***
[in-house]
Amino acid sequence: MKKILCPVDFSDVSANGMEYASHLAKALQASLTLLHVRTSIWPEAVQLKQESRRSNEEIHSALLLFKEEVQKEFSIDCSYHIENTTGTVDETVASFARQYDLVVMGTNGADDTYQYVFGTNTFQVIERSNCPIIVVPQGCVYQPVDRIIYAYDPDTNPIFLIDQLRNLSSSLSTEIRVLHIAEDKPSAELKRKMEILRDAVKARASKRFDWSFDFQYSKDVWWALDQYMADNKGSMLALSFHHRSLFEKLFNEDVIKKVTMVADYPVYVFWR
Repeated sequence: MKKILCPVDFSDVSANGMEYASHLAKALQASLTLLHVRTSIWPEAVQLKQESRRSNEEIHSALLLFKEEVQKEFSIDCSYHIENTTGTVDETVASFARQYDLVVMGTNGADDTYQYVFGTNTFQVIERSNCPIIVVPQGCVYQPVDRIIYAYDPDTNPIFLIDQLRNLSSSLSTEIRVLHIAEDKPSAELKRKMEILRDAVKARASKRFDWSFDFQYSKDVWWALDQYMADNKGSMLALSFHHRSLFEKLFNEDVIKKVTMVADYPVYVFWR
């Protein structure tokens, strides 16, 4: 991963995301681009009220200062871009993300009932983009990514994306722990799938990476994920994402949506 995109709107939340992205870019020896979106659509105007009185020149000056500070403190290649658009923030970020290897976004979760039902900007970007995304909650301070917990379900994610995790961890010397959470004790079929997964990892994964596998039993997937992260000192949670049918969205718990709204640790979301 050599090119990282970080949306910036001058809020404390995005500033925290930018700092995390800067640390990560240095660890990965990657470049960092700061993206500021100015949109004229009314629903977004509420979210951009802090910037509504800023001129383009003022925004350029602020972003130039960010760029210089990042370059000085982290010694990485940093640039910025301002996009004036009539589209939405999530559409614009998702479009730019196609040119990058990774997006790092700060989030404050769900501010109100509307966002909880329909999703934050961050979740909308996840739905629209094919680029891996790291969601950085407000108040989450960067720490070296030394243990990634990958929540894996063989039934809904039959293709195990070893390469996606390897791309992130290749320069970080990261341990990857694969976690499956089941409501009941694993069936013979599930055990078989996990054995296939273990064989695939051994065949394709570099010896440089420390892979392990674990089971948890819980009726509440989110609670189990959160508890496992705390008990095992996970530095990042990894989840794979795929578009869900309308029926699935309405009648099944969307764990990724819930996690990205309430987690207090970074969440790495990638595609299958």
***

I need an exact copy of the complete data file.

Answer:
[in-house]
Amino acid sequence: MKKILCPVDFSDVSANGMEYASHLAKALQASLTLLHVRTSIWPEAVQLKQESRRSNEEIHSALLLFKEEVQKEFSIDCSYHIENTTGTVDETVASFARQYDLVVMGTNGADDTYQYVFGTNTFQVIERSNCPIIVVPQGCVYQPVDRIIYAYDPDTNPIFLIDQLRNLSSSLSTEIRVLHIAEDKPSAELKRKMEILRDAVKARASKRFDWSFDFQYSKDVWWALDQYMADNKGSMLALSFHHRSLFEKLFNEDVIKKVTMVADYPVYVFWR
Repeated sequence: MKKILCPVDFSDVSANGMEYASHLAKALQASLTLLHVRTSIWPEAVQLKQESRRSNEEIHSALLLFKEEVQKEFSIDCSYHIENTTGTVDETVASFARQYDLVVMGTNGADDTYQYVFGTNTFQVIERSNCPIIVVPQGCVYQPVDRIIYAYDPDTNPIFLIDQLRNLSSSLSTEIRVLHIAEDKPSAELKRKMEILRDAVKARASKRFDWSFDFQYSKDVWWALDQYMADNKGSMLALSFHHRSLFEKLFNEDVIKKVTMVADYPVYVFWR
């Protein structure tokens, strides 16, 4: 991963995301681009009220200062871009993300009932983009990514994306722990799938990476994920994402949506 995109709107939340992205870019020896979106659509105007009185020149000056500070403190290649658009923030970020290897976004979760039902900007970007995304909650301070917990379900994610995790961890010397959470004790079929997964990892994964596998039993997937992260000192949670049918969205718990709204640790979301 050599090119990282970080949306910036001058809020404390995005500033925290930018700092995390800067640390990560240095660890990965990657470049960092700061993206500021100015949109004229009314629903977004509420979210951009802090910037509504800023001129383009003022925004350029602020972003130039960010760029210089990042370059000085982290010694990485940093640039910025301002996009004036009539589209939405999530559409614009998702479009730019196609040119990058990774997006790092700060989030404050769900501010109100509307966002909880329909999703934050961050979740909308996840739905629209094919680029891996790291969601950085407000108040989450960067720490070296030394243990990634990958929540894996063989039934809904039959293709195990070893390469996606390897791309992130290749320069970080990261341990990857694969976690499956089941409501009941694993069936013979599930055990078989996990054995296939273990064989695939051994065949394709570099010896440089420390892979392990674990089971948890819980009726509440989110609670189990959160508890496992705390008990095992996970530095990042990894989840794979795929578009869900309308029926699935309405009648099944969307764990990724819930996690990205309430987690207090970074969440790495990638595609299958």